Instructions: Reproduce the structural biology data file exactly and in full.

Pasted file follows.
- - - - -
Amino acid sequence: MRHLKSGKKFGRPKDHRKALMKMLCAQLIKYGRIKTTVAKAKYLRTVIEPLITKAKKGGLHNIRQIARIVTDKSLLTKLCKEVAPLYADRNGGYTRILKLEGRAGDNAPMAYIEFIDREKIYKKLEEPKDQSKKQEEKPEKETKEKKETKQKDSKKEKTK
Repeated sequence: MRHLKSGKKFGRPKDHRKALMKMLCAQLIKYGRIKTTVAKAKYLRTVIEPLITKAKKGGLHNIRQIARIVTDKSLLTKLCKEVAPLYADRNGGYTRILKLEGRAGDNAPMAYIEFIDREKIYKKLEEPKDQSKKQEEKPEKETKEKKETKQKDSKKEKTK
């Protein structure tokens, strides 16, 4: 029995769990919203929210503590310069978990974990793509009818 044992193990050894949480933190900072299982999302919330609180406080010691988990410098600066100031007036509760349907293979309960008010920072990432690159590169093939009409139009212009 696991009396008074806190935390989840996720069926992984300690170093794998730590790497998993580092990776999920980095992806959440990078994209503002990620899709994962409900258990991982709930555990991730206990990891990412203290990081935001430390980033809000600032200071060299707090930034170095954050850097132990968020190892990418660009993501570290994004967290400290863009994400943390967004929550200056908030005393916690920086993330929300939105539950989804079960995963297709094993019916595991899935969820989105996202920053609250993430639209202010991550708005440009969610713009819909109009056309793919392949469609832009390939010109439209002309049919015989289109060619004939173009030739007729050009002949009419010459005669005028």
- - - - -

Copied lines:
Amino acid sequence: MRHLKSGKKFGRPKDHRKALMKMLCAQLIKYGRIKTTVAKAKYLRTVIEPLITKAKKGGLHNIRQIARIVTDKSLLTKLCKEVAPLYADRNGGYTRILKLEGRAGDNAPMAYIEFIDREKIYKKLEEPKDQSKKQEEKPEKETKEKKETKQKDSKKEKTK
Repeated sequence: MRHLKSGKKFGRPKDHRKALMKMLCAQLIKYGRIKTTVAKAKYLRTVIEPLITKAKKGGLHNIRQIARIVTDKSLLTKLCKEVAPLYADRNGGYTRILKLEGRAGDNAPMAYIEFIDREKIYKKLEEPKDQSKKQEEKPEKETKEKKETKQKDSKKEKTK
């Protein structure tokens, strides 16, 4: 029995769990919203929210503590310069978990974990793509009818 044992193990050894949480933190900072299982999302919330609180406080010691988990410098600066100031007036509760349907293979309960008010920072990432690159590169093939009409139009212009 696991009396008074806190935390989840996720069926992984300690170093794998730590790497998993580092990776999920980095992806959440990078994209503002990620899709994962409900258990991982709930555990991730206990990891990412203290990081935001430390980033809000600032200071060299707090930034170095954050850097132990968020190892990418660009993501570290994004967290400290863009994400943390967004929550200056908030005393916690920086993330929300939105539950989804079960995963297709094993019916595991899935969820989105996202920053609250993430639209202010991550708005440009969610713009819909109009056309793919392949469609832009390939010109439209002309049919015989289109060619004939173009030739007729050009002949009419010459005669005028």